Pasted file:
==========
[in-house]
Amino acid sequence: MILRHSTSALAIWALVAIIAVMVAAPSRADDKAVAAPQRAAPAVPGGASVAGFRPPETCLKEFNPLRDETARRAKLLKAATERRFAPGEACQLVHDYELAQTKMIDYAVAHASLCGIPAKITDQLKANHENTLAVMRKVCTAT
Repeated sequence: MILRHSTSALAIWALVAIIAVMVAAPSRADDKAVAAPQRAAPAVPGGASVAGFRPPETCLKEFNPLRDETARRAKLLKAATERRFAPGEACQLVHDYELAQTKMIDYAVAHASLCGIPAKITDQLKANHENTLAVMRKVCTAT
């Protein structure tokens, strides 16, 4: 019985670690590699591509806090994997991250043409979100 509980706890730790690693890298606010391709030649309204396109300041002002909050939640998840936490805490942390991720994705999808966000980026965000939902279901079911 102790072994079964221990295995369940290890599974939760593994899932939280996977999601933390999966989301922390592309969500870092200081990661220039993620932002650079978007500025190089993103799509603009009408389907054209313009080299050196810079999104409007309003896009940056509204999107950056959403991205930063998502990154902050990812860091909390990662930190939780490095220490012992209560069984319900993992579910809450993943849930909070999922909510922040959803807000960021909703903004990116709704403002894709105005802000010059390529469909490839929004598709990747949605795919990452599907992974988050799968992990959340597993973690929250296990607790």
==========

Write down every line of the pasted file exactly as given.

[in-house]
Amino acid sequence: MILRHSTSALAIWALVAIIAVMVAAPSRADDKAVAAPQRAAPAVPGGASVAGFRPPETCLKEFNPLRDETARRAKLLKAATERRFAPGEACQLVHDYELAQTKMIDYAVAHASLCGIPAKITDQLKANHENTLAVMRKVCTAT
Repeated sequence: MILRHSTSALAIWALVAIIAVMVAAPSRADDKAVAAPQRAAPAVPGGASVAGFRPPETCLKEFNPLRDETARRAKLLKAATERRFAPGEACQLVHDYELAQTKMIDYAVAHASLCGIPAKITDQLKANHENTLAVMRKVCTAT
């Protein structure tokens, strides 16, 4: 019985670690590699591509806090994997991250043409979100 509980706890730790690693890298606010391709030649309204396109300041002002909050939640998840936490805490942390991720994705999808966000980026965000939902279901079911 102790072994079964221990295995369940290890599974939760593994899932939280996977999601933390999966989301922390592309969500870092200081990661220039993620932002650079978007500025190089993103799509603009009408389907054209313009080299050196810079999104409007309003896009940056509204999107950056959403991205930063998502990154902050990812860091909390990662930190939780490095220490012992209560069984319900993992579910809450993943849930909070999922909510922040959803807000960021909703903004990116709704403002894709105005802000010059390529469909490839929004598709990747949605795919990452599907992974988050799968992990959340597993973690929250296990607790």